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The timing of the Federal Reserve's stimulus cut is a surprise to many economists, who expected this move probably early next year.
The big strategic decision to scale back this ambitious stimulus program - that really is not a surprise at all. The decision is a carefully calibrated one to reduce the bond-buying program by about $10 billion each month.
What it really does is reflect the improving growth and employment figures in the US and remember America over the last four months has been creating 200,000 jobs every month and that is giving the Federal Reserve some real confidence.
This is not a risk-free move with some economists, some Federal Reserve bankers saying tonight that the economy may be too fragile, that this may be premature.
But certainly it is a suitably dramatic and theatrical way for Federal Reserve chairman Ben Bernanke to end his tenure.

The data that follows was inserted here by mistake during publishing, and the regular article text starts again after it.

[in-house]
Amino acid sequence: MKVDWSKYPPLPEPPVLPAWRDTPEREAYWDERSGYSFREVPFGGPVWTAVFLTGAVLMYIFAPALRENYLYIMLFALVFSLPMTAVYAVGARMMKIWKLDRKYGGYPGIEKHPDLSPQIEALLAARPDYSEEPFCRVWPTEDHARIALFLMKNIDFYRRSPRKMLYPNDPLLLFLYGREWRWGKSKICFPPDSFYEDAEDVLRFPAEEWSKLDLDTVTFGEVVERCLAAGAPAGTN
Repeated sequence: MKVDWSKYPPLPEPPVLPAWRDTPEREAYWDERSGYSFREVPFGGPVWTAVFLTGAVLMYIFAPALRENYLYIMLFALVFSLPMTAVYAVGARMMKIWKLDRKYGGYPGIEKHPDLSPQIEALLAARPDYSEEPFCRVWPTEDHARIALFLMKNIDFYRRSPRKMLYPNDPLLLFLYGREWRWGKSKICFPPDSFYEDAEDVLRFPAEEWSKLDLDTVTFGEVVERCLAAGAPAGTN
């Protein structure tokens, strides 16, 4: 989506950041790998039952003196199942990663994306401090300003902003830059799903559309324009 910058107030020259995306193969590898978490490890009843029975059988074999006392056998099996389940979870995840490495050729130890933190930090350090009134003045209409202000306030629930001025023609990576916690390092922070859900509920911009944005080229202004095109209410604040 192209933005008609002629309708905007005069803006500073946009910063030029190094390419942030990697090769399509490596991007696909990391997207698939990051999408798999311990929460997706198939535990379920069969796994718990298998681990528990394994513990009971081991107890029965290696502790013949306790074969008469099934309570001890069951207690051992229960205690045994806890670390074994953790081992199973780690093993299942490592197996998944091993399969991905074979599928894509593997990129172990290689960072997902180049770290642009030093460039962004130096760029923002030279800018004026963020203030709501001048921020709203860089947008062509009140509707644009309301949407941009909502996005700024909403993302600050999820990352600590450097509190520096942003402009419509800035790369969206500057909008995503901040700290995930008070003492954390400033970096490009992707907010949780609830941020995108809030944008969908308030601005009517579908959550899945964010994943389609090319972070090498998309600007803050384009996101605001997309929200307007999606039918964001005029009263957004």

US stocks enjoyed a boost tonight after the Federal Reserve - America's central banking system - announced a cut in the amount of money its putting into their economy.
Despite a small reduction in its stimulus program, the Federal Reserve said that interest rates would stay low for even longer than previously promised.
The move came as a surprise to many analysts, with many thinking that the Fed would wait until early in 2014 before a reduction.
Investors were left relieved that the reduction was relatively small and the uncertainty of when the Fed would start to scale back its bond-buying had been removed.